The cult of death and the celebration of martyrdom lay at the core of interwar fascist movements across the European continent. However, it was in the Romanian Legionary Movement (also known as the Iron Guard) that these were articulated into a full-fledged ideology of thanatic ultranationalism. In this article, I examine the spectacular fascist necropolitics staged as state-sponsored funeral performances during the short-lived National Legionary State (September 14, 1940–February 14, 1941). A detailed description of the massive campaign of exhumations and reburials of the so-called “legionary martyrs” carried out during this short time span, culminating with the grandiose ceremony organized for the reburial of Corneliu Zelea Codreanu on November 30, 1940, provides insight into the legionary thanatic worldview and ritual praxis. It also sheds light on the movement’s politics of commemoration, death, and afterlife and shows how these were embedded into a religious framework underpinned by theological concepts such as heroic martyrdom, vicarious atonement, and collective redemption.
This final chapter offers a sustained textual analysis of the Day of Atonement ritual in Leviticus 16 and theorizes the effects of ritualized behavior and cognitive and material costs associated with the ritual ceremony. Several important theoretical frameworks from the cognitive science of religion (CSR), which aim to study different aspects of religious ritual in particular, are introduced and applied to the biblical text. These include Lawson and McCauley’s ritual form hypothesis, Whitehouse’s modes of religiosity, Boyer and Lienard’s notion of ritualized behavior, and others. These cognitive theories offer a new set of questions and methods for approaching ritual in ancient Israel, departing from more traditional ritual theory. The chapter analyzes the purification or purgation of the temple and the scapegoat ritual using these theories.
This chapter likewise draws on ancient visual and material culture in order to examine the worship of divine cult statues in Mesopotamia, the anti-idol polemics in the Bible, and the power of images and ritual activities in the construction of religious beliefs. In particular, the ancient Mesopotamian “washing of the mouth” ritual is studied within a cognitive framework. The discussion highlights both the intuitive and non-intuitive (i.e., costly) aspects of the belief in divine cult statues, and proceeds to examine both the cognitive process and cultural mechanisms that contribute to the belief that an inanimate statue is or becomes the deity. In doing so, the chapter adds a nuanced layer to the nature of belief and also problematizes certain scholarly views about belief in cult statues in ancient Mesopotamia and Israel.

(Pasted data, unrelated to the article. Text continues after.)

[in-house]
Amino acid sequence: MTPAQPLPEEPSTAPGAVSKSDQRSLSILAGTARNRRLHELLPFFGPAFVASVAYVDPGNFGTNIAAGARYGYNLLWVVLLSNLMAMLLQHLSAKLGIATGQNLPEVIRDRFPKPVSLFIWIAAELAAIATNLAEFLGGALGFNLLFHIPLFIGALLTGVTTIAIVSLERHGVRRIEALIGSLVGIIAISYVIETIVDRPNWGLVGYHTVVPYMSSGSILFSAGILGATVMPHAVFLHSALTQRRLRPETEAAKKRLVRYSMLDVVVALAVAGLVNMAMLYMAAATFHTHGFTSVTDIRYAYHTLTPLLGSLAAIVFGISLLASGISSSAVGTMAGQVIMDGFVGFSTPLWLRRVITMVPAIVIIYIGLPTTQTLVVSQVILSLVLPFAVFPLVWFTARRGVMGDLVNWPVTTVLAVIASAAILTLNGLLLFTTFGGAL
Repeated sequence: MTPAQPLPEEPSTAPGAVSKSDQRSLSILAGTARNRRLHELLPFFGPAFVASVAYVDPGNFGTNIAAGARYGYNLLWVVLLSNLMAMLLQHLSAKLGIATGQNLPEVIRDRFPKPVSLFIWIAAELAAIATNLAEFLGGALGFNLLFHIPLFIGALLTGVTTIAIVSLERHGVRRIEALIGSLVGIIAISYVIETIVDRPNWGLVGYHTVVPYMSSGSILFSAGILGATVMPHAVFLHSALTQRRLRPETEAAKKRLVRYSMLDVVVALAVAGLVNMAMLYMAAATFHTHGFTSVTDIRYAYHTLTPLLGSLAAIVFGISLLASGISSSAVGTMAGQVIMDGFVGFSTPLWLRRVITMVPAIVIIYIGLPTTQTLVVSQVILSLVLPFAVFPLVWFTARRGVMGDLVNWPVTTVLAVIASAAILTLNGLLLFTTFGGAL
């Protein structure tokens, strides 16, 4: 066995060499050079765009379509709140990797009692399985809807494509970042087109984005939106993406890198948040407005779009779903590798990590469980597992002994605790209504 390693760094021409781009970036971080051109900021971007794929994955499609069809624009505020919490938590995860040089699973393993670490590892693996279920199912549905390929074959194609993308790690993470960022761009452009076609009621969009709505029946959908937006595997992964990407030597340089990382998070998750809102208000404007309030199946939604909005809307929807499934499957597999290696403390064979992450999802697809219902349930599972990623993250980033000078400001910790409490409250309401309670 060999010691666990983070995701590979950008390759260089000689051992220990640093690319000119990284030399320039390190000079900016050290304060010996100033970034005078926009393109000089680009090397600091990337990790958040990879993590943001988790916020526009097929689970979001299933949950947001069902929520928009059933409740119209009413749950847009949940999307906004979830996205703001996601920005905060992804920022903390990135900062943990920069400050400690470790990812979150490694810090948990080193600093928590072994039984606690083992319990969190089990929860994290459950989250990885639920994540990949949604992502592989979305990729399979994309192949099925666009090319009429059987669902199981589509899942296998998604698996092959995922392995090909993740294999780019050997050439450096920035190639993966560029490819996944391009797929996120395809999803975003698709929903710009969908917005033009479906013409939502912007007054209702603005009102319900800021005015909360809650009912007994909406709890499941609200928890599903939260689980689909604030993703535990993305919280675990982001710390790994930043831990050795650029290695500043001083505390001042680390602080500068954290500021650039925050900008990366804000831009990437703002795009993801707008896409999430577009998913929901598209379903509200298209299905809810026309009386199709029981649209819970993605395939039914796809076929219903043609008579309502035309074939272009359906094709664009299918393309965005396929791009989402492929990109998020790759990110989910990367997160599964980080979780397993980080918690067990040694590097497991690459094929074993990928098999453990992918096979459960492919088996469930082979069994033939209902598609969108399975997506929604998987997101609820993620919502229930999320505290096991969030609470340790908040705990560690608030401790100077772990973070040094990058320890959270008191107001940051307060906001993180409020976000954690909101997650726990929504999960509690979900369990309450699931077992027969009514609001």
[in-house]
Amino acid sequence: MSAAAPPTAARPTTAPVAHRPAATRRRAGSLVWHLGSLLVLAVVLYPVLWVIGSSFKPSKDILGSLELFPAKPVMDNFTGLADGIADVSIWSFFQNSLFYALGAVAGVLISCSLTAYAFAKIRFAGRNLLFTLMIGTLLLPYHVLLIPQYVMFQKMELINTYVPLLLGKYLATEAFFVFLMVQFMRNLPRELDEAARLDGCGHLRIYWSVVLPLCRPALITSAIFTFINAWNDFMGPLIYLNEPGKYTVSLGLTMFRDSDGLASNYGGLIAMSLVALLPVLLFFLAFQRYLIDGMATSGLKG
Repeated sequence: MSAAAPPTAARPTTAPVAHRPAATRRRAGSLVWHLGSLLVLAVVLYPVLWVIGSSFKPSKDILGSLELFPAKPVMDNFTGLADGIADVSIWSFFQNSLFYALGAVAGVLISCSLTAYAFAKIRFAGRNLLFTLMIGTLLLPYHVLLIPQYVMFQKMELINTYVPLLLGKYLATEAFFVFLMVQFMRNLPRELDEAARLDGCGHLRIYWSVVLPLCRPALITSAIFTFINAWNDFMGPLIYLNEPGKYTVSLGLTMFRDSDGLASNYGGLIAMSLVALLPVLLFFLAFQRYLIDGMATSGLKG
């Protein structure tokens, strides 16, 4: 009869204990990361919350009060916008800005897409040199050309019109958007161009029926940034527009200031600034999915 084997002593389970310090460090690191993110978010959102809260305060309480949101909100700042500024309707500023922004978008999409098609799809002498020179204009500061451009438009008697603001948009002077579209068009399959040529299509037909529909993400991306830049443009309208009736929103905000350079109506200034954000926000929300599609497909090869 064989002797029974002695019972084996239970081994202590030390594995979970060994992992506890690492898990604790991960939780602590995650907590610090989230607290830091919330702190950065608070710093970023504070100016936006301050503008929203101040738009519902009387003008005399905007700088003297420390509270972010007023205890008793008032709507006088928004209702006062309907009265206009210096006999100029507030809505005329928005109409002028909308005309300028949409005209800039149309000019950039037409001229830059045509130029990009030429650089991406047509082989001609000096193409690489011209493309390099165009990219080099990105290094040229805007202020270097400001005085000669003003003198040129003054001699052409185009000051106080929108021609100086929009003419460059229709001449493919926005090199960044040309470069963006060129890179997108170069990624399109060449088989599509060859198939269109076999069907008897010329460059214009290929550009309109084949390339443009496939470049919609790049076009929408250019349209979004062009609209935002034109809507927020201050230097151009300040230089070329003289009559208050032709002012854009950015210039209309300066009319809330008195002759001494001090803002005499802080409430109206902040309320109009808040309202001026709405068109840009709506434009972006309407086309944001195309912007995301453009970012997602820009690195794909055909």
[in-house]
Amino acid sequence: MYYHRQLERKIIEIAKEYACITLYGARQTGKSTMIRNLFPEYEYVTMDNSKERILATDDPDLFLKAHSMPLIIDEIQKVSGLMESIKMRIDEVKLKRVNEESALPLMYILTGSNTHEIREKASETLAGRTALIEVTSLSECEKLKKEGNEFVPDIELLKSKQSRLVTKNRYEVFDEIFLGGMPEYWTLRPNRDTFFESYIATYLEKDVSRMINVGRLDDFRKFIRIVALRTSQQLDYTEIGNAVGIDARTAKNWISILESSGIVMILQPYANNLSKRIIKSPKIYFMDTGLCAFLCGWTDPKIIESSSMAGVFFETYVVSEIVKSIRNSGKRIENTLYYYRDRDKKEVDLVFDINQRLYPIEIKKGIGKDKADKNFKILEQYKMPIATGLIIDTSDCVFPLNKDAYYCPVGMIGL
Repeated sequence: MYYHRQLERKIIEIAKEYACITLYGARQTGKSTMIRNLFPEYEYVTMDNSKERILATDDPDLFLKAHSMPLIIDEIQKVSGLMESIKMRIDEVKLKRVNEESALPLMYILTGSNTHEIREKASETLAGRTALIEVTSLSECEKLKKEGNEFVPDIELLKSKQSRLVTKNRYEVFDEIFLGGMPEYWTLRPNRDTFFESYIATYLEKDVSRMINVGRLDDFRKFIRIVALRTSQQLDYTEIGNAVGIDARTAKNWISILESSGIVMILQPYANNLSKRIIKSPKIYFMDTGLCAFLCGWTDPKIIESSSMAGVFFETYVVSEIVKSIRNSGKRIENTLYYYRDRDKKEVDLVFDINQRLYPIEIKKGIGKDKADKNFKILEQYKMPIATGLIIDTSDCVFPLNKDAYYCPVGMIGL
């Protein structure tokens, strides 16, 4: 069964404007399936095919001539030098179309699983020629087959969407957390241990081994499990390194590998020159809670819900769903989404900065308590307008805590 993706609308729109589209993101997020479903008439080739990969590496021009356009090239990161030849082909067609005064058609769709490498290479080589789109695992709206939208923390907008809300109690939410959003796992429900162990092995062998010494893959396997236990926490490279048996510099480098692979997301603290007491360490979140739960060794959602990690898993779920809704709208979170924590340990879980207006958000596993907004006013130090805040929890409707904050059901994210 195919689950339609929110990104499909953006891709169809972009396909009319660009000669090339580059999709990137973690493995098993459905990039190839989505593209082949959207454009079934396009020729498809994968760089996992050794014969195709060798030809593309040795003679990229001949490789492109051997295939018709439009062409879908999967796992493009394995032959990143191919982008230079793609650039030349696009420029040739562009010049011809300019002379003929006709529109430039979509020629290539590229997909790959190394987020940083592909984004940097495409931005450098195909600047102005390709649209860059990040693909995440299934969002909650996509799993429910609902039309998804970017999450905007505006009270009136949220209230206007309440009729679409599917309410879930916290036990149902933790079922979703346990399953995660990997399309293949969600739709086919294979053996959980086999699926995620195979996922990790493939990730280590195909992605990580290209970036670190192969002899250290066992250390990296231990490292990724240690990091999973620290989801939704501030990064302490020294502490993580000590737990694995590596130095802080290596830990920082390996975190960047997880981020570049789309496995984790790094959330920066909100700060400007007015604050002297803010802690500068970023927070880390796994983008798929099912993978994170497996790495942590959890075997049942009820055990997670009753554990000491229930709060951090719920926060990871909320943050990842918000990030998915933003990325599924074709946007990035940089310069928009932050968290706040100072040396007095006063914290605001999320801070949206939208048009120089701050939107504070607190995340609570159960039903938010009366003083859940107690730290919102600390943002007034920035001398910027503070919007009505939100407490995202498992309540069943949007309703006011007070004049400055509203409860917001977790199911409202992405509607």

This essay follows in the footsteps of two women, Cecile Fatiman and Petra Carabalí, to explore the convergence between sacred space, embodied archives, and slave insurgent movements during the eighteenth and nineteenth centuries. Cecile Fatiman was the mambo, or Vodun priestess, who famously presided over the Bois-Caiman ceremony that ignited the Haitian Revolution. Though relatively unknown to historians, Petra Carabalí helped to produce a momentous ritual that erupted during the 1844 slave movement in Cuba. Cecile and Petra’s stories demonstrate that enslaved women were critical participants in several important rituals that became catalysts for organized rebellion. This chapter examines the gendered politics of these ritual spaces and the role of sacred dance in producing a larger insurgent culture. It demonstrates the ways in which ritual activities enabled enslaved people to nourish organic political cultures, reclaim violated bodies, and engage a larger Atlantic ethos of freedom. Ultimately, it uses ritual space and sacred dance as alternative archives to reconceptualize how enslaved people imagined, enacted, and lived their freedom.
My recent article offered a model by which to better classify feasts by distinguishing between archaeological correlates of group size and sociopolitical competition. Applying this model to remains from a precontact mound site, I highlighted feasting's role in promoting group solidarity in the American South. Hayden's comment argues that my scheme does not accommodate certain types of events, and it questions my noncompetitive interpretation. I address both critiques here by citing further data from the Southeast, emphasizing the importance of interpreting feasts within their cultural and historical contexts, and highlighting Hayden's continued reliance on long-standing assumptions about feasting and monumental architecture.
In this chapter, we review recent research from a variety of disciplines to outline the role that collective rituals and religious beliefs play in fostering and maintaining cooperation. We consider ritual and religion as interactive but separate social technologies. First, with rituals we discuss their importance to social learning processes, examine their ability to bond groups through synchrony and shared emotion, and address their role as costly, persuasive signals of commitment. Second, we explore "religion" in the form of beliefs about supernatural agents and look at how such beliefs can contribute to – or hinder – cooperation. We evaluate long-standing claims that religion is a harmful social virus and contrasting recent theories that argue belief in "Big Gods" and "supernatural punishment" are crucial to enabling the cooperation necessary for large-scale societies.